Autobiography of Henry Fowle of Boston 1766-1837 (Massachusetts) - David H. Kilmer. Henry Fowle wrote this late in life at the behest of a young friend and Masonic lodge brother during the height of the Anti-Masonic furor in New York and New England, completing it in 1833. The original manuscript is no longer in existence, but Mr. Kilmer, Henry Fowle's great-great-great-grandson, used a diary of Henry Fowle's he inherited and issues of the Freemason's Monthly Magazine, which published the manuscript in 1865, to produce this work. Mr. Fowle was a mainly self-educated man who worked all his life at a mechanic's trade but he managed to become acquainted with some of the most famous people of his time, including De Witt Clinton, Benjamin Russell, and Isaiah Thomas. His Masonic pursuits took him to New York City and Philadelphia in 1816, this journey being the subject of his diary, which constitutes about one-third of his autobiography. He was an acute observer with a special talent for humorous anecdote. Mr. Fowle's writing describes his personal life and his Masonic career, the latter being his sole claim to fame in life. Appendices concern Mr. Fowle's mother's and father's families, the families of his wives (he had three), and the lives of his children (he fathered 18). Mr. Kilmer was aided in his work by family letters and memorabilia, and he examined as much primary source material as he could find. A bibliography of sources is included, and the book is illustrated with photographs, sketches and maps.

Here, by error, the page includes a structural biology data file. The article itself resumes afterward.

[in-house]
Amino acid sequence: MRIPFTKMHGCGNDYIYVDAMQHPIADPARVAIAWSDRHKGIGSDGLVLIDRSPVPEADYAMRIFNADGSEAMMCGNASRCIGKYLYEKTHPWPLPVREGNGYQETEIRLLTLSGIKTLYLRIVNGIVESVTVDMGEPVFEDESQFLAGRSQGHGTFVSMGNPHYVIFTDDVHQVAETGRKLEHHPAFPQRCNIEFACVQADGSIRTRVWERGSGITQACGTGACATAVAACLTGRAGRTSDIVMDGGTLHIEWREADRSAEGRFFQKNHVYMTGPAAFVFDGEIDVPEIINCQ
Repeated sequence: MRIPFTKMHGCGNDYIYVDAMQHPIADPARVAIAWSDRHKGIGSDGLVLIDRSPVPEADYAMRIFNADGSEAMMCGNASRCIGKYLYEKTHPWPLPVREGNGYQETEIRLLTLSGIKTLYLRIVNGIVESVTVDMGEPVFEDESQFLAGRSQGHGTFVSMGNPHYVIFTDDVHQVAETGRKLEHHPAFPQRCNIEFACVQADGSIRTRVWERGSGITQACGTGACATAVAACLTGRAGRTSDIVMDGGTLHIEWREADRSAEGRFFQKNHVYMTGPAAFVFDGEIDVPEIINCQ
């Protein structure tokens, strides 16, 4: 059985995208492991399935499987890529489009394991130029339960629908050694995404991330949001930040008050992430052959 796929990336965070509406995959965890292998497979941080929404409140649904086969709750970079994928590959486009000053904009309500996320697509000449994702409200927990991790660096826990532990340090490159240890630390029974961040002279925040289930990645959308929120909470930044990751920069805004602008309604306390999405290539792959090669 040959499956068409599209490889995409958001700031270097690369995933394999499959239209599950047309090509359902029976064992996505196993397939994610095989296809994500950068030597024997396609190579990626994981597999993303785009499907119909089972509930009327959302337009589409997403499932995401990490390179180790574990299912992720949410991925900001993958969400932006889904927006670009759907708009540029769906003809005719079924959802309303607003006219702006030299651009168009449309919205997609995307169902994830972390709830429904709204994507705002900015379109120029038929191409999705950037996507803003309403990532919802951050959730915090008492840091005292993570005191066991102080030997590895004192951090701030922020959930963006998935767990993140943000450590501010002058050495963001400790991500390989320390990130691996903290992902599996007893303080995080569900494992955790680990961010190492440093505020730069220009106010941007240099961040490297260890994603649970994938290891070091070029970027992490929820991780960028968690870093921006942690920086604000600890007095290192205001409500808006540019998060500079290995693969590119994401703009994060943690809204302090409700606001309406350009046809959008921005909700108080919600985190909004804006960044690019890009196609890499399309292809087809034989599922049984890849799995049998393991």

1991, 5½x8½, paper, index, 248 pp.